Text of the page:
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Why DevOps is much more than Dev and Ops

mikeshaw747

When dev and ops teams use agile dev and DevOps, what they are trying to get to is to be agile and, if possible, continuously innovation.
 

Why do people get “stuck” when trying to do DevOps?

But research tells us that when people get “stuck” in their efforts to implement DevOps, it has little to do with tools. When they get “stuck”, it’s due to “those other people” (50% of the time) and to processes that don’t match with agile and continuous innovation (37% of the time). Tools and technology blocks only 13% of efforts, between them. (These stats are from a Gartner Feb 2016 DevOps survey).
 
For example, I talked to a customer recently. She said was “stuck” in her agility and continuous delivery efforts because of ..

  • A product owner, who is 55, and has, all his professional life, been writing requirements specs and external specifications, and then going away for a year while the lab “creates the product”. He’s in another group to the deve team and is not measured on agility or continuous innovation
  • A management team who keep asking “when will it be out?”,  “what functionality will it have?”,  “how many story points have you implemented?”,  “what’s your story point velocity (number of story points per sprint)?” These are all “waterfall-based measurements” that simply don’t apply to agile development, and even less, to continuous deployment and continuous innovation
     
    The Gartner research I mentioned above fits exactly with what I’ve seen. All I’ve ever come across is people who need help with organization, with goals, with attitudes, with management expectations, with how to form the work unit, with how to do ongoing coaching.  


Business Management, and especially product owners, need to take part in agile and continuous delivery

I believe that business management, business owners, and product owners need to think about first is “how are we going to run our product development lifecycle?” That, for me, is the “uber-decision” that drives all other decisions. 

And this decision can’t be made by poor old application dev team in isolation. It can’t be made by the dev and the ops team together, either. It’s a business level decision which must, of course, include dev and ops, but must also include the business owner and their product management team. 

MVP-etc.png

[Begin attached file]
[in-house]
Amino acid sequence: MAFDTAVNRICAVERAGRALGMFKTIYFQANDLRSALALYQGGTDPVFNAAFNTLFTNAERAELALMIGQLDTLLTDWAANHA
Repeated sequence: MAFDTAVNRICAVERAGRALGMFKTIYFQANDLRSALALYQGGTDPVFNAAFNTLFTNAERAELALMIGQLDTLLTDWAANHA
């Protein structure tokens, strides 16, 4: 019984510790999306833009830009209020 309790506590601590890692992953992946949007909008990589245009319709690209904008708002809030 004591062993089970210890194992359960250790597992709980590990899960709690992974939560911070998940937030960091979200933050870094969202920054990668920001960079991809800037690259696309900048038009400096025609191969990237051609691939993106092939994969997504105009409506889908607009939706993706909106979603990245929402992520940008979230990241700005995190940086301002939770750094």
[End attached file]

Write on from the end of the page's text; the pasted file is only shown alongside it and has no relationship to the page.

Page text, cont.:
So, the uber decision is of the form …

1: Are we prepared to start with an Minimum Viable Products?

Are we prepared to start with a minimum viable product, knowing that we’ll quickly get to something that is richer in functionality?

(Note to business management - your first release could be somewhat embarrassing. As the saying goes, “if you are proud of your first product release, you released WAY too late”. “The Innovator’s Dilemma” by Clayton Christensen talks about how first versions of products that later go on to kill an existing market leader are often seen as very limited).

2: Are we prepared to experiment?

Are we OK with putting out a “canary release” (a limited released) and maybe having to quickly withdraw it? What about A/B testing where we put out parallel products in different demographics, taking the best parts of each?

(Note to business management : you won’t be able to use “number of releases” or “number of tested story points” as a measure of progress, because a whole sprint (i.e. experiment) could be trashed)

3: Are we prepared to do “continuous innovation”?

Are we going to put something out, see how people like it (typically, using advanced data science techniques - see my previous blog post on this), and then quickly adjust.

(Note to business management - you may get a little bit of bad press for one of your releases. But, because your dev team is using continuous delivery, it will be fixed very quickly. I was at the wonderful Picasso museum in Barcelona recently. The museum shows the route that Picasso took to his first cubism picture. To him, some of his efforts were terrible and he quickly retraced his steps. The eventual result, of course, changed art for ever. In other words, on the road of innovation, not every step is a “forwards” one.)


What do you do if business management won’t play their part?

What do you do if you can’t get business managers and product owners to agree to help with agility and continuous delivery, and to measure and reward in the right way?

A customer I talked to recently gave me this advice, “if your management and/or the business owners and product owners aren’t prepared to take part in this [“this” being continuous innovation, experimentation and MVP], THEN DON’T BOTHER WITH AGILE AND DEVOPS. Just use waterfall – agile without business and management playing their part is worse than waterfall”.

This is a somewhat extreme view from someone who was asked to “do agile” without any management support, but certainly agility and continuous delivery without business management support is like bashing your head against a brick wall for the poor development team.

HP DevOps.png

(The phtoograph above shows HP's very first DevOps project. HP's CIO planned to attend the effort for the first day. He stayed for the whole of the first week. Management commitment.)


 

Mike Shaw
Director Strategic Marketing

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linkedin.gifMike Shaw

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About the Author

mikeshaw747

Mike has been with HPE for 30 years. Half of that time was in research and development, mainly as an architect. The other 15 years has been spent in product management, product marketing, and now, strategic marketing. .

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